Microsoft (NASDAQ:MSFT) is an incredibly lucrative company. During its fiscal 2018, which ended on June 30, 2018, Microsoft turned in $110.36 billion in revenue and operating income of $35 billion, figures that were up 14.3% and 20.8%, respectively.
Here, I’d like to break down the major components of Microsoft’s business to help you better understand just how the software giant makes its money.
Three major reporting segments
Microsoft’s product portfolio is absolutely vast, but in order to keep things manageable, the company sorts its product offerings into three major reporting segments.
The first is its productivity and business processes segment, which includes its Office and Dynamics product lines, as well as LinkedIn (acquired back in 2016). Second is its intelligent cloud segment, which encompasses the company’s server products, cloud services, and enterprise services offerings. And, finally, there’s the company’s more personal computing business, which includes heavy-hitters like its Windows licensing revenue and Xbox-related revenue, as well as the revenue from its Surface family of products.
Here’s Microsoft’s revenue and operating income breakdown by segment for its fiscal 2018:
|Segment||FY 2018 Revenue (in Millions)||Revenue % of Total||FY 2018 Operating Income (in Millions)||Operating Income % of Total|
|Productivity and business processes||$35,865||32.5%||$12,924||36.9%|
|More personal computing||$42,276||38.3%||$10,610||30.3%|
As you can see, Microsoft’s revenue and operating income by segment were fairly evenly split — each segment is a large and important contributor to the company’s overall business.
Now, Microsoft’s fiscal 2019 isn’t over yet, but it’s also worth looking at what the company has reported so far for each segment during the fiscal year:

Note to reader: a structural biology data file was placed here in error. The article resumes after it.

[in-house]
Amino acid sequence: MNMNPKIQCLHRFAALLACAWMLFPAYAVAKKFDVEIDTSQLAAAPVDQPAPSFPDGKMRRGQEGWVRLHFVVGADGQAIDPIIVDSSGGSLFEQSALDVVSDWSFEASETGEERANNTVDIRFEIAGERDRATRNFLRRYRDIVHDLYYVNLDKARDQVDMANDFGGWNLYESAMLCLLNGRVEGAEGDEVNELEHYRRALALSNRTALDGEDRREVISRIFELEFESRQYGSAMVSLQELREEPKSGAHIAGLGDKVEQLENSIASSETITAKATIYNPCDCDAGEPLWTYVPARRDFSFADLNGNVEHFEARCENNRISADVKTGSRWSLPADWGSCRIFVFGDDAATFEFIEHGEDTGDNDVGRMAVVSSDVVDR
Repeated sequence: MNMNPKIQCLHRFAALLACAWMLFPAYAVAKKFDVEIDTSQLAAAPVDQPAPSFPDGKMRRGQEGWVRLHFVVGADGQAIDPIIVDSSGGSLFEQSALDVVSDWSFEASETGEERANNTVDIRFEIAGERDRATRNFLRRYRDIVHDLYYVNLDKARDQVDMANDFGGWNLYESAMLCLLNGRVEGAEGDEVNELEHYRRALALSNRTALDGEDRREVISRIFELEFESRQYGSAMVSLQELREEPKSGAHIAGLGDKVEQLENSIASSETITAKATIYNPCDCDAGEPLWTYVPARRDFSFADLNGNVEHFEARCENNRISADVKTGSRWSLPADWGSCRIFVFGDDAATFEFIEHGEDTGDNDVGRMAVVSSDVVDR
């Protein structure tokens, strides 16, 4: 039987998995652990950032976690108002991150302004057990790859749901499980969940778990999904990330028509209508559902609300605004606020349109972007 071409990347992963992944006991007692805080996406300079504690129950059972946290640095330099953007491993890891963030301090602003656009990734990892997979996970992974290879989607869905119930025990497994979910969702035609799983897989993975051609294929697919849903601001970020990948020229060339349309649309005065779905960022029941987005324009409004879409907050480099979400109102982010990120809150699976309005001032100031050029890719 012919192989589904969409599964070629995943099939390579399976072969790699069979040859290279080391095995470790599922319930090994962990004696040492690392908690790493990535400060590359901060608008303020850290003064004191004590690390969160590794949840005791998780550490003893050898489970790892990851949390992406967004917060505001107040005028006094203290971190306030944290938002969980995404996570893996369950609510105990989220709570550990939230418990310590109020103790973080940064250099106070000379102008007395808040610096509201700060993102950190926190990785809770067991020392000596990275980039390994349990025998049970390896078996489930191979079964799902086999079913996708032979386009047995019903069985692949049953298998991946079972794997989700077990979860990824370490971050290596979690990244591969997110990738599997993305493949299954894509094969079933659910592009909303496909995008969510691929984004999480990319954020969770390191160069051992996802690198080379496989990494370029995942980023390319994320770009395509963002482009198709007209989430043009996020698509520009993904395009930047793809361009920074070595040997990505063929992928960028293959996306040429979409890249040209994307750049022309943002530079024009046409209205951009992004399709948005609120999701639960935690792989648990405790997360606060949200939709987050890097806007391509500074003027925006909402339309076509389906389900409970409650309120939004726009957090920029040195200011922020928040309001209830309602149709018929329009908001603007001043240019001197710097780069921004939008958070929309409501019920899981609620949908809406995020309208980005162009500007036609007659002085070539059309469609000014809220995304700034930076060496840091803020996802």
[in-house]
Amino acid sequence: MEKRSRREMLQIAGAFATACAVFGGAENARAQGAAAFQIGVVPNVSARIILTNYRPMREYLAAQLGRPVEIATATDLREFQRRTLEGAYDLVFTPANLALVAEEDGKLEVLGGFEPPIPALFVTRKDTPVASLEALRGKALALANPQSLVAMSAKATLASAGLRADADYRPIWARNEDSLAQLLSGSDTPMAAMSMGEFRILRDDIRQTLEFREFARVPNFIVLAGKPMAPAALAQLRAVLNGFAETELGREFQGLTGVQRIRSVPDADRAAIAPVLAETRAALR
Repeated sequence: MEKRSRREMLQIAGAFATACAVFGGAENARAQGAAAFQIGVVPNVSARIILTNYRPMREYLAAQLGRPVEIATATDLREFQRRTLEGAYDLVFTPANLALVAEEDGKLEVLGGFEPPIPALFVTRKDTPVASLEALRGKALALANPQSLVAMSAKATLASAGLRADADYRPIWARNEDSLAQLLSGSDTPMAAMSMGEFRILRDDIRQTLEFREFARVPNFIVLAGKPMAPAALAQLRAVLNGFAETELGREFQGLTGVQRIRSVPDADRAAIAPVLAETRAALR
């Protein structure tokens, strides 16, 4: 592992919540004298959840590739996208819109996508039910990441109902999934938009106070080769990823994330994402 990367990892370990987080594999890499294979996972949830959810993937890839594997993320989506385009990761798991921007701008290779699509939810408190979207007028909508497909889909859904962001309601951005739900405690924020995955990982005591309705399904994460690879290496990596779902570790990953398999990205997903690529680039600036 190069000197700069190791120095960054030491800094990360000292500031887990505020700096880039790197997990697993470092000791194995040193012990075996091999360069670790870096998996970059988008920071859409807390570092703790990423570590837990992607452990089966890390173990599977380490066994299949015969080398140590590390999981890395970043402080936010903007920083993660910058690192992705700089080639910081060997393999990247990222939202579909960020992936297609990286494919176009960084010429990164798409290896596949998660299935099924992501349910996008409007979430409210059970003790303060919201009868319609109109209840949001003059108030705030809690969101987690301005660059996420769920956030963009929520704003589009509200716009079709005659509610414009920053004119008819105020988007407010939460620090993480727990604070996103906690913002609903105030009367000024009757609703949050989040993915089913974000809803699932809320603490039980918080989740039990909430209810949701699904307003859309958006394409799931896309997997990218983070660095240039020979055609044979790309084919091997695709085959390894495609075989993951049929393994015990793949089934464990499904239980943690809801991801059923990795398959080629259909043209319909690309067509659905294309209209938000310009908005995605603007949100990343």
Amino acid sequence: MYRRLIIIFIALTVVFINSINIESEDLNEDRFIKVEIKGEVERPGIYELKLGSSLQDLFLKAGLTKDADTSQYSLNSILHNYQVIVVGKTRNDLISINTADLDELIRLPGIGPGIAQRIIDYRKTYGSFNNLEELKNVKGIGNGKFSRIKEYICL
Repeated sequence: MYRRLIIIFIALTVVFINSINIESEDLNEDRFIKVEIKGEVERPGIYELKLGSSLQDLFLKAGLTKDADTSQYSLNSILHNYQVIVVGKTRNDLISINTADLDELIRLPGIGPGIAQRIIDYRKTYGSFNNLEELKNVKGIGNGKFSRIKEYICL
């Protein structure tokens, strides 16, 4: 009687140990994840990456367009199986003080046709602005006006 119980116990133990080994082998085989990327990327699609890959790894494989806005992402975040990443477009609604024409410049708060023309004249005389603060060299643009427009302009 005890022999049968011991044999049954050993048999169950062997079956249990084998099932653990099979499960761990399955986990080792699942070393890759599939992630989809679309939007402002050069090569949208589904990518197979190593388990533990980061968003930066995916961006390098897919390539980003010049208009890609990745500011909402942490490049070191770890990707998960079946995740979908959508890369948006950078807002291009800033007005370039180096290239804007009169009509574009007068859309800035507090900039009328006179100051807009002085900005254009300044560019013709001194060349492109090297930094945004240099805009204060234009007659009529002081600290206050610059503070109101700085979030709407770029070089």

|Segment||H1 FY 2019 Revenue (in Millions)||Revenue % of Total||H1 FY 2019 Operating Income (in Millions)||Operating Income % of Total|
|Productivity and business processes||$19,871||32.3%||$7,896||39.1%|
|More personal computing||$23,739||38.6%||$6,107||30.2%|
In the first half of 2019, the percentages of each business’s contribution to the company’s total revenue and operating income didn’t change relative to the full-year 2018 results, even though the magnitudes of those contributions changed slightly. It’s also important to understand that there are seasonal factors at play, so the percentage contributions of each business during the first half of 2019 might not tally exactly with what the full-year results will ultimately be.
Microsoft is a diverse business that allows investors to gain exposure to a wide array of compelling technology trends. Indeed, Microsoft allows investors to participate in the stabilization of the PC market, the continued secular growth in gaming, the booming cloud computing market, and the ongoing need for productivity software. Oh, and if you were a fan of LinkedIn before it was acquired by Microsoft, owning Microsoft shares get you exposure to that business, too.
The company is one of the most — if not the most, depending on the day — valuable technology companies for a very good reason, and investors looking to bet on a best-in-breed technology giant with many growth irons in the fire would be wise to give Microsoft a close look.
Teresa Kersten, an employee of LinkedIn, a Microsoft subsidiary, is a member of The Motley Fool’s board of directors. Ashraf Eassa has no position in any of the stocks mentioned. The Motley Fool owns shares of Microsoft. The Motley Fool has a disclosure policy.